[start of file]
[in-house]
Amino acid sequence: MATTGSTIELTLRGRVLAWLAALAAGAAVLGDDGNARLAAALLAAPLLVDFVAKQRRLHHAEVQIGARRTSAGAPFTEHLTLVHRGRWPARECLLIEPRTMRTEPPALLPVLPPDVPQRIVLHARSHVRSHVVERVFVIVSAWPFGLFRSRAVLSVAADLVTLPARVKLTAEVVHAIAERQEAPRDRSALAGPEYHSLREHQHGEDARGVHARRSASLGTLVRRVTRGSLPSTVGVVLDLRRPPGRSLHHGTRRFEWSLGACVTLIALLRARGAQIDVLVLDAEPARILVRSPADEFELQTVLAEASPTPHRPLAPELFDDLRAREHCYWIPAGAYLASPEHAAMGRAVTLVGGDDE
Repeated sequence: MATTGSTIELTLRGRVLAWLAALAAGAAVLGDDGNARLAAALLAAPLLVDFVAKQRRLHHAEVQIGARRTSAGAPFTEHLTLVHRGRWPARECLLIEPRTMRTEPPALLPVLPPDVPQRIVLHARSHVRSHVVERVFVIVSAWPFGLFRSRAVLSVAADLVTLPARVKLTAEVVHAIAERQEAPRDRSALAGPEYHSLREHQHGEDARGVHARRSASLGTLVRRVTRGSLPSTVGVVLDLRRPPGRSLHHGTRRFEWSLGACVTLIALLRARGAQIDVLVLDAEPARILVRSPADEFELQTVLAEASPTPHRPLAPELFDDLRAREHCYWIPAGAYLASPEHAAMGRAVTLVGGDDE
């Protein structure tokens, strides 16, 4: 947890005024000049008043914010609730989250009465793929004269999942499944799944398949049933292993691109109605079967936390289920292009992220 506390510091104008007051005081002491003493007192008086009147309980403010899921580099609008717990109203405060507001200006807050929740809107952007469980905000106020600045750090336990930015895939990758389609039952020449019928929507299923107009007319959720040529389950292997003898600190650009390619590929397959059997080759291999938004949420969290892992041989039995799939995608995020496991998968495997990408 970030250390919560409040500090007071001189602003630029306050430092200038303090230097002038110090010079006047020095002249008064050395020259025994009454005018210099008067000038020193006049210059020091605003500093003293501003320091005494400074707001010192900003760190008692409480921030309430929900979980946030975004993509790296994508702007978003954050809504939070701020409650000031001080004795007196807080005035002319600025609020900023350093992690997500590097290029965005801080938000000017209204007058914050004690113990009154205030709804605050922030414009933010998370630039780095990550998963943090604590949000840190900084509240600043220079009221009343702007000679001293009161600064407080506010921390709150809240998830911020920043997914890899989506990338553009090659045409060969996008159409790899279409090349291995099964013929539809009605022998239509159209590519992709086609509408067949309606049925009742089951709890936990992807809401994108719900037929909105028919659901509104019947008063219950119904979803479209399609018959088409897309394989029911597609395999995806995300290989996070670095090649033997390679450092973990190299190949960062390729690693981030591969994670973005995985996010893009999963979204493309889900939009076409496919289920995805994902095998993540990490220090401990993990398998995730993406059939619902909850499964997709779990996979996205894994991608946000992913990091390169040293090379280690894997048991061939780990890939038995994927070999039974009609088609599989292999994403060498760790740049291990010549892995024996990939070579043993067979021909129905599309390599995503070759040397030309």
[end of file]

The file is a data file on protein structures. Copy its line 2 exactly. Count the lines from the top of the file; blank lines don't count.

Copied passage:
Amino acid sequence: MATTGSTIELTLRGRVLAWLAALAAGAAVLGDDGNARLAAALLAAPLLVDFVAKQRRLHHAEVQIGARRTSAGAPFTEHLTLVHRGRWPARECLLIEPRTMRTEPPALLPVLPPDVPQRIVLHARSHVRSHVVERVFVIVSAWPFGLFRSRAVLSVAADLVTLPARVKLTAEVVHAIAERQEAPRDRSALAGPEYHSLREHQHGEDARGVHARRSASLGTLVRRVTRGSLPSTVGVVLDLRRPPGRSLHHGTRRFEWSLGACVTLIALLRARGAQIDVLVLDAEPARILVRSPADEFELQTVLAEASPTPHRPLAPELFDDLRAREHCYWIPAGAYLASPEHAAMGRAVTLVGGDDE